When it comes to divorce, there are multiple ways for parties to arrive at an agreement. Occasionally I am asked by clients to review a marital settlement agreement that was reached as a result of a mediation conference. There are also occasions when clients come to an initial meeting with me and ask the difference between mediation and Collaborative Law. Although there is an increasing awareness of both alternatives, it is still common to get elements of the two processes confused. In order to distinguish more clearly between the two, especially for those who may be interested in pursuing either as an alternative route in their divorce, the following is my explanation in a nutshell.
In mediation, an impartial third party, who acts as the mediator, assists the parties with their negotiations and tries to help them settle their dispute. The mediator does not have to be an attorney and cannot act as an advocate for either side or give either party legal advice. In other words, if an agreement contains terms that are grossly unfair to one party, the mediator may not recognize them and, even if he or she does, is not permitted to give legal advice about the issue or any other issue. If both parties have attorneys who are not present at the mediation, they are free to contact them for advice in between mediation sessions. However, when the attorneys are not present during mediation, they are essentially unable to give their clients legal advice throughout the ongoing negotiations. Once an agreement has been reached between the parties, the mediator will typically prepare a draft of it for review and comment by the parties and attorneys before it is signed.
Alternatively, in a collaborative divorce, both parties' attorneys are present during the negotiation process, which takes place during settlement conferences. There is no mediator present, but lawyers who practice Collaborative Law have usually received training similar to a mediator and can offer the parties similar benefits, in addition to legal advice. In collaborative divorces, the attorneys work with their clients and the other parties to encourage communication and ensure a balanced outcome that is acceptable to both sides. When an agreement is reached, the lawyers prepare a draft of the document, which the parties review prior to signature.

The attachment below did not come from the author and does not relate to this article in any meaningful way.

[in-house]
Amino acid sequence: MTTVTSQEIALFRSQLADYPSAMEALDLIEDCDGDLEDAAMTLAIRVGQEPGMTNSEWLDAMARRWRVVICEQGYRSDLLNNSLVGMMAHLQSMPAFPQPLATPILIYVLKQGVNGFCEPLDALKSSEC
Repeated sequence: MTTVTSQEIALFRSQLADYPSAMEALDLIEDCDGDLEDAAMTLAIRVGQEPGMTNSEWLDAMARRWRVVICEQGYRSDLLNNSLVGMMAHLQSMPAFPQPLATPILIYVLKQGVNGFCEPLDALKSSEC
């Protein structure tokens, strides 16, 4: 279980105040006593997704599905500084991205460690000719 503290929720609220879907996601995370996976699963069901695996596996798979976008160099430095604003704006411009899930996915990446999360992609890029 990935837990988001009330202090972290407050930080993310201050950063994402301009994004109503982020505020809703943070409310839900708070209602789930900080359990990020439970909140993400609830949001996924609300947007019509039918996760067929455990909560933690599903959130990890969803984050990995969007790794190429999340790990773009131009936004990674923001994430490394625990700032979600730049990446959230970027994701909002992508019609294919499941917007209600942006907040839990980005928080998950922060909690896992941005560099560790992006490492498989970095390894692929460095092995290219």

The hallmark of the collaborative process is the participation agreement, a contract in which both parties agree that they will not go to court but will attempt to come to a resolution via the collaborative method. In the event the collaborative process does break down, both attorneys are prohibited from further representation of their specific clients and may not represent them in the litigation process. In both mediation and collaborative divorce, there is the potential that the parties may fail to come to an agreement; however, more often than not, a couple who commits to this type of negotiation experience success with these methods.
Mediation and Collaborative Law are both viable alternatives to the litigation divorce process for those who would like to find a resolution without going through the court system. The Collaborative Law methodology often allows parties to reach an agreement in a more informed and cooperative manner. I encourage those who are interested in either mediation or Collaborative Law to consult an attorney to discuss which type of resolution would be best to pursue in their individual situation.
Julie Miller is an attorney at Russell, Krafft & Gruber, LLP, in Lancaster, Pennsylvania. She received her law degree from Dickinson School of Law and practices in a variety of areas including Family Law and Collaborative Law .